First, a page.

The company that was recently found guilty of several criminal counts in connection to a pipeline break that caused an oil spill near Refugio State Beach is moving forward with a proposed replacement project to reopen the pipeline — including 37 miles through San Luis Obispo County.
Texas-based Plains All American Pipeline applied last year to replace 123 miles of existing non-operational pipelines to move domestic crude oil produced offshore through Santa Barbara County, south San Luis Obispo County along Highway 166 and Kern County.
The existing lines, known as Line 901 and Line 903, began operation in the early 1990s. They have remained shut down since 2015, after a corroded on-shore pipeline ruptured suddenly and released 142,800 gallons of heavy crude oil onto the coastline near Gaviota.
Signaling the next stage in a long permitting process, San Luis Obispo County supervisors on Tuesday will consider signing an agreement with Santa Barbara County to work together to review and prepare an environmental impact report under the California Environmental Quality Act.
A spokeswoman for Plains All American Pipeline said that company representatives hope the environmental impacts will be limited because the proposed route largely follows the existing right-of-way that has already been disturbed.
That route travels through federal Bureau of Land Management lands, Los Padres National Forest and Bitter Creek National Wildlife Refuge. The project also includes a new pump station that would be located just south of the Carizzo Plain National Monument boundary.
Critics of the project are wary of the company’s record as well as the timing of building new infrastructure to support offshore oil production — both out of concern for climate change and because of the Trump administration’s stated interest in expanding offshore oil production off the West Coast.
“We are adamantly opposed to this project and think that letting this spill-prone company rebuild this pipeline would be a recipe for disaster,” said Kristen Monsell, a senior attorney with the Center for Biological Diversity’s Oceans Program. She said new pipelines spill too, often due to faulty design or human error.
Building a new system, Monsell said, “could incentivize more drilling offshore.”
Plains All American Pipeline spokeswoman Karen Rugaard said the proposed project only “serves to resume production at existing platforms,” adding that the new pipe is significantly smaller. New 12-inch to 16-inch pipe would replace existing 24-inch to 30-inch pipe.
“The original pipeline was built in the 1980s assuming different assumptions over what production could be. The replacement pipeline is designed to accommodate historic production levels,” Rugaard said.
The company’s project website says the project “will include a number of operational and safety features to meet or exceed local, state and federal requirements.” The proposed pipeline, for example, would have 49 valves that can stop oil flow — more than twice as many as the original lines — which would mean a shorter distance between shutoff valves.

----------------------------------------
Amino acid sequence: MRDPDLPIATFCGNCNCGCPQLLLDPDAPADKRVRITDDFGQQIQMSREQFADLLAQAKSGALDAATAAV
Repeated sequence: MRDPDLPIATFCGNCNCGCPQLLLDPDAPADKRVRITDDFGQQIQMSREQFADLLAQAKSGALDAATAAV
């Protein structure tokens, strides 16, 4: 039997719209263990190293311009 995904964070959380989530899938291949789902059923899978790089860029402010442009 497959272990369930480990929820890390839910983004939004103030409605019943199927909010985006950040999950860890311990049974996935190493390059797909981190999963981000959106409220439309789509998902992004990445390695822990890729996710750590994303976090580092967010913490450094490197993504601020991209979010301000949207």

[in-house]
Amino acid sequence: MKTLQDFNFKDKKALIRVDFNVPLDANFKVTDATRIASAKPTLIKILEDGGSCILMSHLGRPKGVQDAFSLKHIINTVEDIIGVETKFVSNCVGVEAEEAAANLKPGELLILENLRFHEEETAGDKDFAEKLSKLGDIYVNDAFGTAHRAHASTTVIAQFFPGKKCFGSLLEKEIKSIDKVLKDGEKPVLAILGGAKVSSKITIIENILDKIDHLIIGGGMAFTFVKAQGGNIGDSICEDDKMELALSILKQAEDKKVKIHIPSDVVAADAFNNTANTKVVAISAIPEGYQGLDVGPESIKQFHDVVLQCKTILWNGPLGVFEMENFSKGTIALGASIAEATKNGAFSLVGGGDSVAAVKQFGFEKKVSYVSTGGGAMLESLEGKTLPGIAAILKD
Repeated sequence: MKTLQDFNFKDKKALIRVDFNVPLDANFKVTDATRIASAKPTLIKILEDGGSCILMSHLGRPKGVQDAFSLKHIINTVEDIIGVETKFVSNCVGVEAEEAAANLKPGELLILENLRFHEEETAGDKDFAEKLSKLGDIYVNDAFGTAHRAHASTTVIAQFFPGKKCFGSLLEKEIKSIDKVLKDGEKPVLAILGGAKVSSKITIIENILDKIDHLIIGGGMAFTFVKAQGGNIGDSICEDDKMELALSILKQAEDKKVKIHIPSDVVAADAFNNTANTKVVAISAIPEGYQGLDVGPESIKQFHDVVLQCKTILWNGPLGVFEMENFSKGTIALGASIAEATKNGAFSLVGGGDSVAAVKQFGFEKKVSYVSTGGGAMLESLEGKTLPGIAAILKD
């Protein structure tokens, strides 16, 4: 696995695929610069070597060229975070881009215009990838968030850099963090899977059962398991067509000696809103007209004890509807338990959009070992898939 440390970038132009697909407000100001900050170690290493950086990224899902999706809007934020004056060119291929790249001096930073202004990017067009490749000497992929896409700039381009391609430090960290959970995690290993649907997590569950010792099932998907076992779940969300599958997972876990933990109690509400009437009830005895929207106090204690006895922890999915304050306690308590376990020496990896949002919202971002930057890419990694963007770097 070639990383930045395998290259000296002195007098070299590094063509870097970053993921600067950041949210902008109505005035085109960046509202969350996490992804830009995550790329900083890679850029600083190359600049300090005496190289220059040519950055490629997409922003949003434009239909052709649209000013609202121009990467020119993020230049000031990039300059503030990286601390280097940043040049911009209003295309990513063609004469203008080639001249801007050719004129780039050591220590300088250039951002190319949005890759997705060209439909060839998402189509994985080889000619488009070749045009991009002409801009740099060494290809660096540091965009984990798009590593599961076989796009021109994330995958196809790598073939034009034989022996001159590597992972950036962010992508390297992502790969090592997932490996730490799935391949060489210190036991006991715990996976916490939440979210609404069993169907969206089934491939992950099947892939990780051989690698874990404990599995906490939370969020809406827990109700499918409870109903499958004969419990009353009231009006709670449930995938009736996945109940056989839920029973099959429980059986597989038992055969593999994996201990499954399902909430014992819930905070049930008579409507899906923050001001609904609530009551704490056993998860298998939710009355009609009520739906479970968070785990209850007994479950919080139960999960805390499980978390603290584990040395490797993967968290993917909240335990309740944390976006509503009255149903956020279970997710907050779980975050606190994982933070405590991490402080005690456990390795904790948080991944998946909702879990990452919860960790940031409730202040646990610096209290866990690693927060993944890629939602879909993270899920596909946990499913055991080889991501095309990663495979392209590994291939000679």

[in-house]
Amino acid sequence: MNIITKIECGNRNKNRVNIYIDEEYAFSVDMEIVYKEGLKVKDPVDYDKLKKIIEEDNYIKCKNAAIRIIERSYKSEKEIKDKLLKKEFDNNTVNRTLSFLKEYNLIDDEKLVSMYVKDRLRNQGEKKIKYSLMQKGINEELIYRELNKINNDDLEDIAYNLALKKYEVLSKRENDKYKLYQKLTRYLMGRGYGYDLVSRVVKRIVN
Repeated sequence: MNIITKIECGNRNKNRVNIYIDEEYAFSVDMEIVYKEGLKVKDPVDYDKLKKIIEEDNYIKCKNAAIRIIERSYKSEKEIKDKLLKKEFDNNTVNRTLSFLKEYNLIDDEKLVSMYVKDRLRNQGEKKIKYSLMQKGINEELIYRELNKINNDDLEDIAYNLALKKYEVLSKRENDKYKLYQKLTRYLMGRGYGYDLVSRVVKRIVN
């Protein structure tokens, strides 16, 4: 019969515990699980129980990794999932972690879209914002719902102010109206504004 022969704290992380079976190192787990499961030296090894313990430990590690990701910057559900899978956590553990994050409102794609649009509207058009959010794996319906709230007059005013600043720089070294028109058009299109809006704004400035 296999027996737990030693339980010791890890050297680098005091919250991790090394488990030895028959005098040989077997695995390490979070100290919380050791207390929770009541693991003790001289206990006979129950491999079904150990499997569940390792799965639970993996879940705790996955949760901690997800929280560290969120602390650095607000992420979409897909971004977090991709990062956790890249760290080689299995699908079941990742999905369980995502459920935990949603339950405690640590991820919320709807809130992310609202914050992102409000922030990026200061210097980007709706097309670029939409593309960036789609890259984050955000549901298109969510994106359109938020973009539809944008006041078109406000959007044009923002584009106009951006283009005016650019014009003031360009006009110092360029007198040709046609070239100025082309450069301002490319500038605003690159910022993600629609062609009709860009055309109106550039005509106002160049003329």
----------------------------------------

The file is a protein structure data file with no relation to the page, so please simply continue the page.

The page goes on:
In response to concerns about historic leaks, Rugaard forwarded a company statement written in response to Plains All American Pipeline’s criminal conviction.
A Santa Barbara Superior Court jury in September found the company guilty of one felony and eight misdemeanors, including failure to properly maintain a highly pressured pipeline and killing marine mammals and sea birds.
The company said the jury erred in its verdict, and the company intends to consider legal options.
“Plains continues to accept full responsibility for the impact of the accident,” the company statement said. “We are committed to doing the right thing. The verdict reflected no knowing wrongdoing by Plains or our employees with respect to the operation of Line 901, and the testimony established our comprehensive cleanup effort.
“Numerous witnesses testified that Plains did everything possible to return areas impacted by the 2015 oil release to conditions as good as or better than before the release.”
Without a functioning pipeline, companies have resorted to trucking crude oil to destinations such as the Phillips 66 Santa Maria refinery and Kern County. And that comes with its own environmental and safety impacts.
“I don’t know that one or the other is better. They both have extreme safety issues,” said Rebecca August, a public lands advocate with Los Padres ForestWatch. That group does not oppose the project; rather, staff are monitoring the project to try to ensure the company takes every measure it can to reduce leaks. She said the pipeline traverses habitats designated as critical to the California condor, San Joaquin kit fox and other endangered species.
The public will have a few opportunities to weigh in.
Officials will take public comment at scoping meetings for the environmental review and there will likely be one in San Luis Obispo County sometime after an environmental consultant is selected. Much farther down the timeline, the county Planning Commission will hold a public hearing to consider Plains Pipelines’ land use permit.